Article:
Acute systemic complications in the preterm fetus after asphyxia: role of cardiovascular and blood flow responses

L Bennet*, L Booth, S C Malpas, J S Quaedackers, E Jensen, J Dean, A J Gunn

*Corresponding author for this work

Research output: Contribution to journalReview articleAcademicpeer-review

19 Citations (Scopus)
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1. Poor perfusion of the kidneys and gut, and associated functional impairment, are major problems in the first days of life in very preterm infants. These complications can be associated with a substantial mortality and further problems such as reduced kidney growth and chronic renal problems in later childhood. 2. There is very little information, and consequently considerable debate, about how or even whether to improve perfusion of the vital organs of this most vulnerable group of babies. Current treatments simply do not consistently improve babies' perfusion generally or kidney and gut perfusion and function in particular. 3. In this review we critically examine clinical and experimental evidence that suggests that exposure to low oxygen levels before and during birth may be a significant contributor to impaired systemic perfusion, and highlight areas requiring further research. 4. This knowledge is essential to develop and refine ways of improving perfusion of the kidneys and other vital organs in premature babies.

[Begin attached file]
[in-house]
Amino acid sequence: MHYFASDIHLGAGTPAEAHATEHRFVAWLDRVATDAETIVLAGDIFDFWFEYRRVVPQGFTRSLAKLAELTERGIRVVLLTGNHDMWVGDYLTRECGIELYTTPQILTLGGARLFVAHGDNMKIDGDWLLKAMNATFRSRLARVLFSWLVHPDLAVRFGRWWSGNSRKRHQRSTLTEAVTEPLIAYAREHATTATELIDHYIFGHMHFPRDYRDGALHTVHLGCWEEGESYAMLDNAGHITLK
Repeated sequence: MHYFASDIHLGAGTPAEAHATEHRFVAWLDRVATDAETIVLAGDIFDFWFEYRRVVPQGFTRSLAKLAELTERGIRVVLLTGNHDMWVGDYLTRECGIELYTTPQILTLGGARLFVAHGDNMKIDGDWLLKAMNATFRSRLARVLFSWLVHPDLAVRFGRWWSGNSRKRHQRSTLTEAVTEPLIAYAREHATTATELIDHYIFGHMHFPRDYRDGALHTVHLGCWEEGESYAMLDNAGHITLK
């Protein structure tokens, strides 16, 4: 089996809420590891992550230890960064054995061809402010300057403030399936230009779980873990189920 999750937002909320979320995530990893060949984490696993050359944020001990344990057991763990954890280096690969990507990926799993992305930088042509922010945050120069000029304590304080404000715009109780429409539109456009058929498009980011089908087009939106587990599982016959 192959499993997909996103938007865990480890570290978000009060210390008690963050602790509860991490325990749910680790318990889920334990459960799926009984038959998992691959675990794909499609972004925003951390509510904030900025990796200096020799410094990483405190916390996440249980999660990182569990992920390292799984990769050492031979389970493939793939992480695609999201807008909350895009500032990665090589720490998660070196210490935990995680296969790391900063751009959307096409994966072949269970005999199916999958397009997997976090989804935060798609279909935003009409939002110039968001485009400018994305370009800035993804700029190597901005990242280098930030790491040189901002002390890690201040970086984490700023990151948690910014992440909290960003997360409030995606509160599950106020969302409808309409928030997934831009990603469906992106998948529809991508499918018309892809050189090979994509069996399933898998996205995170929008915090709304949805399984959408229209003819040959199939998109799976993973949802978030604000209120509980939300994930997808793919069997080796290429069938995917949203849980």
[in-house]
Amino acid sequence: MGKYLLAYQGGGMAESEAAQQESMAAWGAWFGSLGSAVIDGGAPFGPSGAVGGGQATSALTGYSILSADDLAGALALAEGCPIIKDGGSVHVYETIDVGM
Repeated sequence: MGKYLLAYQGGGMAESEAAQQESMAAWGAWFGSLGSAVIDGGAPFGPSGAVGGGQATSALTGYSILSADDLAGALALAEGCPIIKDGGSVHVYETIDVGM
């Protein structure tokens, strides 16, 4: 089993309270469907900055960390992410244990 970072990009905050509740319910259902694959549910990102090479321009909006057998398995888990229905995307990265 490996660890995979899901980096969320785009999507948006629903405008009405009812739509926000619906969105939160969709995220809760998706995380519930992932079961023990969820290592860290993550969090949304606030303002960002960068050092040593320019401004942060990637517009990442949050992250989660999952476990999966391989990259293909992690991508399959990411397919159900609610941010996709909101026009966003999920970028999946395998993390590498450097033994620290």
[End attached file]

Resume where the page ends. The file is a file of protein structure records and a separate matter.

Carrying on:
Original languageEnglish
Pages (from-to)291-9
Number of pages9
JournalClinical and Experimental Pharmacology and Physiology
Issue number4
Publication statusPublished - Apr-2006
Externally publishedYes


  • Acute Disease
  • Asphyxia Neonatorum/complications
  • Cardiovascular Physiological Phenomena
  • Hemodynamics/physiology
  • Humans
  • Infant, Newborn
  • Infant, Premature/physiology
  • Regional Blood Flow/physiology

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